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California Governor Gavin Newsom signed a new law on October 10, 2023, requiring employers with California employees to provide employees up to five days of leave for reproductive-related losses, beginning on January 1, 2024.
Currently, employers with California employees are required to provide five days of unpaid, job-protected bereavement leave for the death of an employee’s family member. Bereavement leave for employees in California took effect on January 1, 2023.
Beginning on January 1, 2024, the California bereavement leave requirements are expanded to include reproductive-related losses. Read on for more information.
This new reproductive loss leave law applies to private employers with five or more employees nationwide and all public employers.
Covered employees under the law are those employees working in California and employed for at least 30 days prior to taking reproductive loss leave.
Employees may take up to five days of reproductive loss leave following a reproductive loss event, which is broadly defined as a failed adoption, failed surrogacy, miscarriage, stillbirth, or an unsuccessful assisted reproduction.
Notably, reproductive loss leave applies to individuals who would have been recognized as a parent of the child had the reproductive loss event not occurred. This means that in addition to taking reproductive loss leave if they experience a miscarriage, stillbirth, or unsuccessful assisted reproduction, employees may also take leave if their current spouse, domestic partner, or another individual experiences those events.
The days of reproductive loss leave taken by an employee are not required to be consecutive but the leave must be completed within three months from the date of the reproductive loss event. If an employee experiences more than one reproductive loss event within a 12-month period, an employer is not required to provide more than 20 days of reproductive loss leave time within a 12-month period.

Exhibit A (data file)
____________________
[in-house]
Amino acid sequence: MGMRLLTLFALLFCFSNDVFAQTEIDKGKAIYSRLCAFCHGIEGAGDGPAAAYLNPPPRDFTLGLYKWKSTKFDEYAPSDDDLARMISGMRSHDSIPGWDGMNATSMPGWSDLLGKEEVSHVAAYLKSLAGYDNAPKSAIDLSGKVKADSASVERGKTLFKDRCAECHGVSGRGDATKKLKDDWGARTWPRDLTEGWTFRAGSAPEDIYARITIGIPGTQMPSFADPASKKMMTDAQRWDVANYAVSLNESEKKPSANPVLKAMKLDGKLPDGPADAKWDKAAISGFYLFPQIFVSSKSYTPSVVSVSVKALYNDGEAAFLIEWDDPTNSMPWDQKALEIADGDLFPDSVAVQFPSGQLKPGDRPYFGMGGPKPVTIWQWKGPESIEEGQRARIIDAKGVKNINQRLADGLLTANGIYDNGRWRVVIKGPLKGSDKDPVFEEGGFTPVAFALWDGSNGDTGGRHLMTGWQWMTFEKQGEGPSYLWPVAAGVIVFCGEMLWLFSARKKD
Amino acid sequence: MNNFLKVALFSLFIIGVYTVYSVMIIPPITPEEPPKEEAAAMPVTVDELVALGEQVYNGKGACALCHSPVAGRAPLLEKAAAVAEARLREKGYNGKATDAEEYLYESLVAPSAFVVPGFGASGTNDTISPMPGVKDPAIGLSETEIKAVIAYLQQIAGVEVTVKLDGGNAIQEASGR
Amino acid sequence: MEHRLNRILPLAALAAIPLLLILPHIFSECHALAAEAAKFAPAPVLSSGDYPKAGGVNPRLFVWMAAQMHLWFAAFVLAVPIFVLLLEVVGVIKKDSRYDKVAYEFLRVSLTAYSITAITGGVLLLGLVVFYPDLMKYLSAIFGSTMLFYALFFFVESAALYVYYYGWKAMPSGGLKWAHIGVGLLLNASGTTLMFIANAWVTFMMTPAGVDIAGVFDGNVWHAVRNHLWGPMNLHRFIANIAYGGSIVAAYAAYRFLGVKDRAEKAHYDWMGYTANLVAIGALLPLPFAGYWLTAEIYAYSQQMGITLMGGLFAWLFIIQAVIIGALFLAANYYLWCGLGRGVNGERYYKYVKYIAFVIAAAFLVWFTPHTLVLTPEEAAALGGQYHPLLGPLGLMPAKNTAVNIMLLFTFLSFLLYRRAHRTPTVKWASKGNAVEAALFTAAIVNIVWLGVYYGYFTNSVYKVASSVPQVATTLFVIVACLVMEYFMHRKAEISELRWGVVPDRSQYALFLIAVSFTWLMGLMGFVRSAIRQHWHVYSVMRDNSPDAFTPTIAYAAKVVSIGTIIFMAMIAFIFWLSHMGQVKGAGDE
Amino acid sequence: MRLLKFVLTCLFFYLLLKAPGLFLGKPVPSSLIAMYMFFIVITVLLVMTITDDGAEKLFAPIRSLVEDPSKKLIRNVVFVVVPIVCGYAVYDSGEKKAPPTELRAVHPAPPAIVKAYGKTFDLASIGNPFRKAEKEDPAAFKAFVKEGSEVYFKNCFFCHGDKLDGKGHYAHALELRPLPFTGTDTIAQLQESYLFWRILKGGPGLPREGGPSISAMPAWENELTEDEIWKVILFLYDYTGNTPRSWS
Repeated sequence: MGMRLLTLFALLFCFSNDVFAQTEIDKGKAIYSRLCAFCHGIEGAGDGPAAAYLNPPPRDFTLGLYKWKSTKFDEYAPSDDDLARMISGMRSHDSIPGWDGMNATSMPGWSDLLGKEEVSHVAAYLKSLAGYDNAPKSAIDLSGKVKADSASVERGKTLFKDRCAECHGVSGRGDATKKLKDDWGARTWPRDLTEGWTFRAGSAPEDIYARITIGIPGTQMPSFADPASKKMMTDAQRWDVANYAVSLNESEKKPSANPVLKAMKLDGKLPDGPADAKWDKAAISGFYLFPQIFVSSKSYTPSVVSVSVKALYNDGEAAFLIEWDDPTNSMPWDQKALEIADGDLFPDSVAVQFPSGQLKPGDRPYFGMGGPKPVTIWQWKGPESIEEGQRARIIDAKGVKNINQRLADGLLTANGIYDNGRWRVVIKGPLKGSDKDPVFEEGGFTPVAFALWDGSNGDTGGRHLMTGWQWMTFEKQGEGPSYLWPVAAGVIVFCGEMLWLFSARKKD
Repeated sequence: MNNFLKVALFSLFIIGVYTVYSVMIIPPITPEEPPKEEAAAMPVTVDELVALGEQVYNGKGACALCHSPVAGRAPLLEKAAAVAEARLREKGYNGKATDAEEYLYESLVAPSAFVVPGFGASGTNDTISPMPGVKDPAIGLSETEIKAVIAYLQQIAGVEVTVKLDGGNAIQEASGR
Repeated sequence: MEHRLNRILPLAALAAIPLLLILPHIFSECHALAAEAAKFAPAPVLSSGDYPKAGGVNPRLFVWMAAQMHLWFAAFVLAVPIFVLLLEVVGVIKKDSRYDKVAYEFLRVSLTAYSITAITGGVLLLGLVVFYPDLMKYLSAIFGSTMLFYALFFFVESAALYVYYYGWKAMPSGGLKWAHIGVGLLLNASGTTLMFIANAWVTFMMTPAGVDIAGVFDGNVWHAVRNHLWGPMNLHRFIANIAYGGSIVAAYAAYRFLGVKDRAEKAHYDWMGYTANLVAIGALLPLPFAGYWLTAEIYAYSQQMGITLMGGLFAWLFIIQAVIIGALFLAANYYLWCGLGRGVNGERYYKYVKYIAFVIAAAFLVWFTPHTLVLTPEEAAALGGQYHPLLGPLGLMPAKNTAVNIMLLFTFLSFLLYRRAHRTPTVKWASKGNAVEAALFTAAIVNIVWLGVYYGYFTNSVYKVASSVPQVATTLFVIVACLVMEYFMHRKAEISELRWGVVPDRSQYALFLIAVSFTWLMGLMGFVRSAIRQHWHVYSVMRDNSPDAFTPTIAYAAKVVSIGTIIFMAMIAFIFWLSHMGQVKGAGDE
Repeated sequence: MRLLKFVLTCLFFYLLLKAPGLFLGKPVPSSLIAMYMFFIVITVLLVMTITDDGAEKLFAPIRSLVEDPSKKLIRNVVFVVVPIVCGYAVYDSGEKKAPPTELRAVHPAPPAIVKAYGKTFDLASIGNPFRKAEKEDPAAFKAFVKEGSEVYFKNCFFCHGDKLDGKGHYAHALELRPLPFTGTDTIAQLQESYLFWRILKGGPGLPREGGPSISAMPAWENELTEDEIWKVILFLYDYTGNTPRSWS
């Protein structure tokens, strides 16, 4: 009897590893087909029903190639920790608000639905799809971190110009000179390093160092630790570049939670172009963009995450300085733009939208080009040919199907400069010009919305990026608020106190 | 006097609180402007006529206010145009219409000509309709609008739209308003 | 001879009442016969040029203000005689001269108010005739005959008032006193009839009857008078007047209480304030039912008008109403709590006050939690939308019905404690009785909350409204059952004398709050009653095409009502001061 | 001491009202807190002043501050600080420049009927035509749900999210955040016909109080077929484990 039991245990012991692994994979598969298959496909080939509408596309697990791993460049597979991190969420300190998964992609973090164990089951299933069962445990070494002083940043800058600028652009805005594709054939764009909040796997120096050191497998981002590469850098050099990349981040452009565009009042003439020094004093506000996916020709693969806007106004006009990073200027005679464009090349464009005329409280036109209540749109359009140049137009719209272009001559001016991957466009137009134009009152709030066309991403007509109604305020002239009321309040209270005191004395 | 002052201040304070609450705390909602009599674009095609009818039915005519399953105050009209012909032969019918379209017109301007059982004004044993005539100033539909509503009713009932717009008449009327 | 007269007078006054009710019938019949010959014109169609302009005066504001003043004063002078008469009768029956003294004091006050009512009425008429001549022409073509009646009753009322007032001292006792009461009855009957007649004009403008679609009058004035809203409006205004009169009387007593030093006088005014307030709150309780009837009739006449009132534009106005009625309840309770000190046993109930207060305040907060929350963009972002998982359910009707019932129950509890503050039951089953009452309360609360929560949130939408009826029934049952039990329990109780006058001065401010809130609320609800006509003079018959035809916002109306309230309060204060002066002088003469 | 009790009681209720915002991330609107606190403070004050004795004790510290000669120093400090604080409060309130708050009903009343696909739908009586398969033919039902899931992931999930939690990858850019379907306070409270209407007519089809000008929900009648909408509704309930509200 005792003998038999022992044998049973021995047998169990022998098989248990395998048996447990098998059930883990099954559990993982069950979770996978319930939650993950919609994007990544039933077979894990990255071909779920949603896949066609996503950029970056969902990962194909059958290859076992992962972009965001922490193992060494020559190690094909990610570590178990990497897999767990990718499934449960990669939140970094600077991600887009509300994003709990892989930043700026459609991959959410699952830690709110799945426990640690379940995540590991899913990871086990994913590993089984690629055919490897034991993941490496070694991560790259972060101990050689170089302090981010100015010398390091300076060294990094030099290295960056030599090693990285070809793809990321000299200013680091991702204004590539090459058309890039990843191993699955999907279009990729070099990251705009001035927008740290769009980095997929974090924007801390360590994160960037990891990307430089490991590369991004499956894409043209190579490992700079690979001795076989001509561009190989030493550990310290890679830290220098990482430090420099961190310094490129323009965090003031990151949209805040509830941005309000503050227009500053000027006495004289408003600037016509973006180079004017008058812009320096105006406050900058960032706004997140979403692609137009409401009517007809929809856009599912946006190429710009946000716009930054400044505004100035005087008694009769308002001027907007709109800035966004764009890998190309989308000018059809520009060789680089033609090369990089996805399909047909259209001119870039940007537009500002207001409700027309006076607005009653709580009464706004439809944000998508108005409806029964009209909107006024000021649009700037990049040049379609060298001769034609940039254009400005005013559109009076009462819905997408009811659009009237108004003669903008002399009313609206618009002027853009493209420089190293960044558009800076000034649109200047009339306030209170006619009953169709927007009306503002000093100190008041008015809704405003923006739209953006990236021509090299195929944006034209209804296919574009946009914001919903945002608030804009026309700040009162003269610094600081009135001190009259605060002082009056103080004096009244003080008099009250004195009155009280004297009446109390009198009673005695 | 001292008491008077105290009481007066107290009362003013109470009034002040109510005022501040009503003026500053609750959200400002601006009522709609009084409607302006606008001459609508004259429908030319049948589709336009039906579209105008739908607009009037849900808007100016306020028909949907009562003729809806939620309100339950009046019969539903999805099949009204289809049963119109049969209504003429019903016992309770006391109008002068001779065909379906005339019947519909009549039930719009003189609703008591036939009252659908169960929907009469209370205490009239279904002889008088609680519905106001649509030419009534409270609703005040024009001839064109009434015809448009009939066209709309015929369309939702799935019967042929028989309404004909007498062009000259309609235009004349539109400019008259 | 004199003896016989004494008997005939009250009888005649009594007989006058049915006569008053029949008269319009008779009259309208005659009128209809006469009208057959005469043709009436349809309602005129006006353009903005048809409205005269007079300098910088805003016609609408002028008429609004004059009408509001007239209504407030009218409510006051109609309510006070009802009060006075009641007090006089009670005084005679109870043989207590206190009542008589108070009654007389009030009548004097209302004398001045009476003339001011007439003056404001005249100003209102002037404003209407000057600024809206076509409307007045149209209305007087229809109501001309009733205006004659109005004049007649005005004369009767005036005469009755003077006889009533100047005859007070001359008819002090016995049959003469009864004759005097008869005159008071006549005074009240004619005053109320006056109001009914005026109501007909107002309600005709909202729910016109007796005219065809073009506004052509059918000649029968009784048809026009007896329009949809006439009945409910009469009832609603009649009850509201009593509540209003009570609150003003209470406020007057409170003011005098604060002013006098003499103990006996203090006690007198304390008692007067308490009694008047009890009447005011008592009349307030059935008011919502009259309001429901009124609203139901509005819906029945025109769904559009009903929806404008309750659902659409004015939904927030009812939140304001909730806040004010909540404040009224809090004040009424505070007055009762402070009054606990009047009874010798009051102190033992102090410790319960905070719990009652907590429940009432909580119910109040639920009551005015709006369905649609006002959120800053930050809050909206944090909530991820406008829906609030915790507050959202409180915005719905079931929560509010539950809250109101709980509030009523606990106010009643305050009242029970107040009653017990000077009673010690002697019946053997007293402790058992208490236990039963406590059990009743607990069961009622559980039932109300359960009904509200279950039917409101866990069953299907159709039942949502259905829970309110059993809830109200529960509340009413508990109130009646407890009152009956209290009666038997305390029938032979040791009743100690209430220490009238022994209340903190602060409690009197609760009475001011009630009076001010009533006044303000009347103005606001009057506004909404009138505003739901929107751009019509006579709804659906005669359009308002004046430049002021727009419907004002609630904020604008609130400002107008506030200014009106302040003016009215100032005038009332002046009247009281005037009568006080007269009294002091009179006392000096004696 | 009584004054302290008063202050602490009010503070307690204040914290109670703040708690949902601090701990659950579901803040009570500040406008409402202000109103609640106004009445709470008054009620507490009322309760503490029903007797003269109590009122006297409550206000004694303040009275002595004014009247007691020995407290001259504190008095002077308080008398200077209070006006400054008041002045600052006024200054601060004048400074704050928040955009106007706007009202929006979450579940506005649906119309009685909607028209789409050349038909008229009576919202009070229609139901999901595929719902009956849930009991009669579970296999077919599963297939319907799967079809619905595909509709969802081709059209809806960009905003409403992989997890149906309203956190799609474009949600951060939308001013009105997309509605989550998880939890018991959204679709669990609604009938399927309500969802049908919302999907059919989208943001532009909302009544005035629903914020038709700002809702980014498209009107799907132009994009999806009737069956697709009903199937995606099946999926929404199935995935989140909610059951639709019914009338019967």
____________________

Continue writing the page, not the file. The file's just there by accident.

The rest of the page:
These five days of unpaid, job-protected reproductive loss leave are in addition to, and separate from, the 12 weeks of unpaid, job-protected leave under the California Family Rights Act (CFRA).
CFRA provides job-protected, unpaid leave to eligible employees for 12 weeks to care for their own serious health condition or a family member with a serious health condition, to bond with a new child, and for military exigency leave for an employee’s spouse, domestic partner, child, or parent. Employers with five or more employees nationwide are subject to CFRA. Employees working in California are eligible for CFRA once they have more than 12 months of service with the employer and have worked at least 1,250 hours with the employer during the previous 12-month period.
The effective date of this new reproductive-related loss leave law is January 1, 2024.
Employers are not required to provide paid time off from work to employees for reproductive loss events unless the employer has an existing policy requiring paid leave for these purposes.
Employees may choose to substitute any accrued vacation, sick, or other employer-provided paid time off for reproductive loss leave purposes. While on the topic of California paid leave, click here for a recent Risk Strategies article detailing the expansion of California’s paid sick leave law, effective January 1, 2024.
Employers are prohibited from retaliating against employees for exercising their right to reproductive loss leave time. Retaliation includes refusing to hire, discharging, demoting, fining, suspending, expelling, or discriminating against an individual for taking reproductive loss leave.
Employers are required to maintain the confidentiality of any employee requesting reproductive loss leave and any information disclosed to the employer for reproductive loss events must not be disclosed except when required by law.
Unlike CA bereavement leave, this new law does not require employees to provide documentation when taking reproductive loss leave.
Employers with California employees are advised to take note of the January 1, 2024 effective date for this new reproductive loss-related leave requirement and take the following steps:
With this new law, California now becomes the second state in the nation to expressly require leave for reproductive-related losses, along with Illinois. This new development in California could herald additional states following suit in the future.
Risk Strategies is closely following these state leave developments and will provide updates when available. Contact us directly with any questions at email@example.com.